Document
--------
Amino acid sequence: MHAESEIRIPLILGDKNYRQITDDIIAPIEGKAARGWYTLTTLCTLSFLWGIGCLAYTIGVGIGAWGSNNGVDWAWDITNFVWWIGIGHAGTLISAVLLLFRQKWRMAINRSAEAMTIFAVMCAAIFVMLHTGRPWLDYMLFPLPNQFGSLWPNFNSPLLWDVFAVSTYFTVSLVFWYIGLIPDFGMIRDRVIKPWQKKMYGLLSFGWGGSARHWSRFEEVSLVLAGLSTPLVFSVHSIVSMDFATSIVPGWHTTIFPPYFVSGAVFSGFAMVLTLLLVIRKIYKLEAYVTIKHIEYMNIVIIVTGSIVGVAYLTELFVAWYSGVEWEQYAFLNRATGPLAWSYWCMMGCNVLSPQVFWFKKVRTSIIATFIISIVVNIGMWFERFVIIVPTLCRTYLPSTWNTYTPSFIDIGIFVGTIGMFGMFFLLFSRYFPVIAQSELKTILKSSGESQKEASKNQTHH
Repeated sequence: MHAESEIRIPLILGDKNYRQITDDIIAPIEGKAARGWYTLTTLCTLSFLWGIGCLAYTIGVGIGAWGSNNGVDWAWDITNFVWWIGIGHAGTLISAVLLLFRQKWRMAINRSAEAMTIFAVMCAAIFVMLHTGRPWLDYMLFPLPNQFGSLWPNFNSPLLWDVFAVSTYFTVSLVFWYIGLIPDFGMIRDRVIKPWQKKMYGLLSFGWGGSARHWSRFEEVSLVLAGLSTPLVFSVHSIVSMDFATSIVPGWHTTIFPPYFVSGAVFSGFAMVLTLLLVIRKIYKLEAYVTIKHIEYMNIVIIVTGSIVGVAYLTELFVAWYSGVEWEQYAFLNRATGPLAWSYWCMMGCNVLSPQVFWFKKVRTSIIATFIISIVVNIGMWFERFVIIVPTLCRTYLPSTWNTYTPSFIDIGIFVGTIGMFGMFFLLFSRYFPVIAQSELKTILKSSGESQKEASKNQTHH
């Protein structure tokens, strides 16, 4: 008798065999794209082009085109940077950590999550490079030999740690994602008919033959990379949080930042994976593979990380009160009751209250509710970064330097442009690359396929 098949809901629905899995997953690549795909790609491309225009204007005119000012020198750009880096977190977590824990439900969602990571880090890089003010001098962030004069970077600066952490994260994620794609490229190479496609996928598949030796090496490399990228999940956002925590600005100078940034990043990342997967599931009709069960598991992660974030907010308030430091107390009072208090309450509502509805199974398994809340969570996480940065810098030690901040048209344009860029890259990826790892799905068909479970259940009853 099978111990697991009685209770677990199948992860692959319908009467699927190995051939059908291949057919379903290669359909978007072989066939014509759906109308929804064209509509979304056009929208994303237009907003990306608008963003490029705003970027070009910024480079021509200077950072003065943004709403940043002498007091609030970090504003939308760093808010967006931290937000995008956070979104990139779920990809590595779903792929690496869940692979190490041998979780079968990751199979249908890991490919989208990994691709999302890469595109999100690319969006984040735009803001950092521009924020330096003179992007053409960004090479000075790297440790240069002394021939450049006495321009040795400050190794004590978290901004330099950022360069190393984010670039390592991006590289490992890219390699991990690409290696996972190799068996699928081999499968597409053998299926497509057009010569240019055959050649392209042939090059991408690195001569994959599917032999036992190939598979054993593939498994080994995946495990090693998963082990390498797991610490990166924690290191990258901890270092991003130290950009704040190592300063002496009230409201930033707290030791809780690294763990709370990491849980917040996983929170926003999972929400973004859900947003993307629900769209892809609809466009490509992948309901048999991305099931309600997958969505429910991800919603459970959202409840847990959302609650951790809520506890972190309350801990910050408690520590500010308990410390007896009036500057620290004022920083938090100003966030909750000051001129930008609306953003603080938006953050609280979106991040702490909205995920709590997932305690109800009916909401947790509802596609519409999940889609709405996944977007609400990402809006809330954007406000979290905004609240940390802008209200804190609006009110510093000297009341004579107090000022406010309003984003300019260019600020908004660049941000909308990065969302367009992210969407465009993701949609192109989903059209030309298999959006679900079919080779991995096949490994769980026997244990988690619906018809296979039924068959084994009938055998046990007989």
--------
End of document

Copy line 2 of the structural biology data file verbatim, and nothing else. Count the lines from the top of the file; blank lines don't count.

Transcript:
Repeated sequence: MHAESEIRIPLILGDKNYRQITDDIIAPIEGKAARGWYTLTTLCTLSFLWGIGCLAYTIGVGIGAWGSNNGVDWAWDITNFVWWIGIGHAGTLISAVLLLFRQKWRMAINRSAEAMTIFAVMCAAIFVMLHTGRPWLDYMLFPLPNQFGSLWPNFNSPLLWDVFAVSTYFTVSLVFWYIGLIPDFGMIRDRVIKPWQKKMYGLLSFGWGGSARHWSRFEEVSLVLAGLSTPLVFSVHSIVSMDFATSIVPGWHTTIFPPYFVSGAVFSGFAMVLTLLLVIRKIYKLEAYVTIKHIEYMNIVIIVTGSIVGVAYLTELFVAWYSGVEWEQYAFLNRATGPLAWSYWCMMGCNVLSPQVFWFKKVRTSIIATFIISIVVNIGMWFERFVIIVPTLCRTYLPSTWNTYTPSFIDIGIFVGTIGMFGMFFLLFSRYFPVIAQSELKTILKSSGESQKEASKNQTHH